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The story so far: The Council of Scientific and Industrial Research (CSIR) recently announced the conclusion of a six-month exercise (from April 2019) of conducting a “whole-genome sequence” of a 1,008 Indians. The project is part of a programme called “IndiGen” and is also seen as a precursor to a much larger exercise involving other government departments to map a larger swathe of the population in the country. Project proponents say this will widen public understanding in India about genomes and the information that genes hide about one’s susceptibility to disease.

A genome is the DNA, or sequence of genes, in a cell. Most of the DNA is in the nucleus and intricately coiled into a structure called the chromosome. The rest is in the mitochondria, the cell’s powerhouse. Every human cell contains a pair of chromosomes, each of which has three billion base pairs or one of four molecules that pair in precise ways. The order of base pairs and varying lengths of these sequences constitute the “genes”, which are responsible for making amino acids, proteins and, thereby, everything that is necessary for the body to function. It is when these genes are altered or mutated that proteins sometimes do not function as intended, leading to disease.

Sequencing a genome means deciphering the exact order of base pairs in an individual. This “deciphering” or reading of the genome is what sequencing is all about. Costs of sequencing differ based on the methods employed to do the reading or the accuracy stressed upon in decoding the genome. Since an initial rough draft of the human genome was made available in 2000, the cost of generating a fairly accurate “draft” of any individual genome has fallen to a tenth, or to a ball park figure of around $1,000 (₹70,000 approximately). It has been known that the portion of the genes responsible for making proteins — called the exome — occupies about 1% of the actual gene. Rather than sequence the whole gene, many geneticists rely on “exome maps” (that is the order of exomes necessary to make proteins). However, it has been established that the non-exome portions also affect the functioning of the genes and that, ideally, to know which genes of a person’s DNA are “mutated” the genome has to be mapped in its entirety. While India, led by the CSIR, first sequenced an Indian genome in 2009, it is only now that the organisation’s laboratories have been able to scale up whole-genome sequencing and offer them to the public.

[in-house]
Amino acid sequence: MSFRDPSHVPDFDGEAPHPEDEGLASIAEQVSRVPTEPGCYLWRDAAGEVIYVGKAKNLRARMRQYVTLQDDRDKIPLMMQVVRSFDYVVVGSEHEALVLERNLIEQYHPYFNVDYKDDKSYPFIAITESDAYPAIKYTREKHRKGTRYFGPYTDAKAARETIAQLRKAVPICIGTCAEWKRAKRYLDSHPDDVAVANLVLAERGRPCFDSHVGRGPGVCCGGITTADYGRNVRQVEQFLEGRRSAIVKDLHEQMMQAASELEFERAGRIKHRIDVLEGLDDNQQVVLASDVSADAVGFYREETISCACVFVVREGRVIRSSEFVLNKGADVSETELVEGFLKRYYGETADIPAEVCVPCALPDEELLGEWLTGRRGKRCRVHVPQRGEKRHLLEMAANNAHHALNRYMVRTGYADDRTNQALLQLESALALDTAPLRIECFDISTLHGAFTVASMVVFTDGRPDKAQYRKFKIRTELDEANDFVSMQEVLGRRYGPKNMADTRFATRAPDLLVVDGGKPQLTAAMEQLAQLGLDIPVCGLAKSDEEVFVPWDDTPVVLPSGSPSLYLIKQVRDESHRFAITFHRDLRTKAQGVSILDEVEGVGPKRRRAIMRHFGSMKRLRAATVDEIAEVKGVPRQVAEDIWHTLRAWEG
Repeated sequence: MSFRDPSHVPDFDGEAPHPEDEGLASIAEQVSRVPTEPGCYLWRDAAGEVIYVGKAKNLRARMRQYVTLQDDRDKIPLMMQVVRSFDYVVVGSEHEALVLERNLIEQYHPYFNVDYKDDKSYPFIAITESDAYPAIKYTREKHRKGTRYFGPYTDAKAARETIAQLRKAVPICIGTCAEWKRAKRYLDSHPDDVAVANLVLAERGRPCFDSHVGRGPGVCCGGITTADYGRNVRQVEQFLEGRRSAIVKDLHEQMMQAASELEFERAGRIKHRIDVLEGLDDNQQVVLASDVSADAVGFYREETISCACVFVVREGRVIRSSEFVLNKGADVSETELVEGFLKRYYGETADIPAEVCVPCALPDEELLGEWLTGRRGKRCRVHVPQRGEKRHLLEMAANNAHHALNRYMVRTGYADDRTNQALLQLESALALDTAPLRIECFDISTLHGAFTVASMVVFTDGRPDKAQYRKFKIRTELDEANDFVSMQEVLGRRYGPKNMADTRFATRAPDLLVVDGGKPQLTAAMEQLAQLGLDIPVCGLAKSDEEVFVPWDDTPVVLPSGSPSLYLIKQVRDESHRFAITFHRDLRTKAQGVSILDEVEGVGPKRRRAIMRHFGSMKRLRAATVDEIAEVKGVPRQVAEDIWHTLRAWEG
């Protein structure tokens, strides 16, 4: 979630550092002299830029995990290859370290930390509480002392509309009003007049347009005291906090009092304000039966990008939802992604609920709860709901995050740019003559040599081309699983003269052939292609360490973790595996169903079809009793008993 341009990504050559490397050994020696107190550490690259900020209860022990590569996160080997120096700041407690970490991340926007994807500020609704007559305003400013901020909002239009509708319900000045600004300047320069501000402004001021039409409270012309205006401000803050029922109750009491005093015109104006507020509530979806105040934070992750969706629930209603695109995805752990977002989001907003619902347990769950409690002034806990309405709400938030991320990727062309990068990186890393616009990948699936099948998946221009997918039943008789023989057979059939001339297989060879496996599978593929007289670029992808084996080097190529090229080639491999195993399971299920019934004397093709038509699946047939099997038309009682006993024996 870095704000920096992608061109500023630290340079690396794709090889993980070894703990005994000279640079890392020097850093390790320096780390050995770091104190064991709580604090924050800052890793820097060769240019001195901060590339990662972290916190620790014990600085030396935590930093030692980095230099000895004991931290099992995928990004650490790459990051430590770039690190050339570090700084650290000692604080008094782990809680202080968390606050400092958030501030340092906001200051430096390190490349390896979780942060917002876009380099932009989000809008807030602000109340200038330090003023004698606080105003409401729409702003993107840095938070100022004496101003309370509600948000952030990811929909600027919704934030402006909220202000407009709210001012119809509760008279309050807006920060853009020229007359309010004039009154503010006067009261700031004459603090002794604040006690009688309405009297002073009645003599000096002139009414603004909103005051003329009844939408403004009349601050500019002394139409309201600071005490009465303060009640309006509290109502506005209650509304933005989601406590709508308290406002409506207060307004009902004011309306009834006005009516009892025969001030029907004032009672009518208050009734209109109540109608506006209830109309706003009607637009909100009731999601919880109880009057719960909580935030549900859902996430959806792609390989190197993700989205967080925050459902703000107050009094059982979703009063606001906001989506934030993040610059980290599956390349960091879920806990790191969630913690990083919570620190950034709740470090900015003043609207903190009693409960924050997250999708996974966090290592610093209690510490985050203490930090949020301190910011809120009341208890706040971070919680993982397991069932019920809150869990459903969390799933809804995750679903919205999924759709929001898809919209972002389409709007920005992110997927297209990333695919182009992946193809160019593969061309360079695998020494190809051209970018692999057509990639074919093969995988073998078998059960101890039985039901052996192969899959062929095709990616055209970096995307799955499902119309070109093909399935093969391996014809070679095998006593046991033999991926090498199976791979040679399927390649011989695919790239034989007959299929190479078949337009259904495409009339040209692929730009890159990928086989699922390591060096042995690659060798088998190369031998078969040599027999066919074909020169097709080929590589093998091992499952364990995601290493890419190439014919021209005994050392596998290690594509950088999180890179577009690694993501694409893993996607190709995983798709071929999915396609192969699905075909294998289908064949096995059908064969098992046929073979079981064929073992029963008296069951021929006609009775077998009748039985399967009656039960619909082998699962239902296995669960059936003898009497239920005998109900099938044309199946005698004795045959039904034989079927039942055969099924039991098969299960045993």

Under “IndiGen”, the CSIR drafted about 1,000 youth from across India by organising camps in several colleges and educating attendees on genomics and the role of genes in disease. Some students and participants donated blood samples from where their DNA sequences were collected.

Globally, many countries have undertaken genome sequencing of a sample of their citizens to determine unique genetic traits, susceptibility (and resilience) to disease. This is the first time that such a large sample of Indians will be recruited for a detailed study. The project ties in with a much larger programme funded by the Department of Biotechnology to sequence at least 10,000 Indian genomes. The CSIR’s “IndiGen” project, as it is called, selected the 1,000-odd from a pool of about 5,000 and sought to include representatives from every State and diverse ethnicities. Every person whose genomes are sequenced would be given a report. The participants would be informed if they carry gene variants that make them less responsive to certain classes of medicines. For instance, having a certain gene makes some people less responsive to clopidogrel, a key drug that prevents strokes and heart attack. The project involved the Hyderabad-based Centre for Cellular and Molecular Biology (CCMB), the CSIR-Institute of Genomics and Integrative Biology (IGIB), and cost ₹18 crore.

Anyone looking for a free mapping of their entire genome can sign up for “IndiGen”. Those who get their genes mapped will get a card and access to an app which will allow them and doctors to access information on whether they harbour gene variants that are reliably known to correlate with genomes with diseases. However, there is no guarantee of a slot, as the scientists involved in the exercise say there is already a backlog. The project is free in so far as the CSIR scientists have a certain amount of money at their disposal. The driving motive of the project is to understand the extent of genetic variation in Indians, and learn why some genes — linked to certain diseases based on publications in international literature — do not always translate into disease. Once such knowledge is established, the CSIR expects to tie up with several pathology laboratories who can offer commercial gene testing services.

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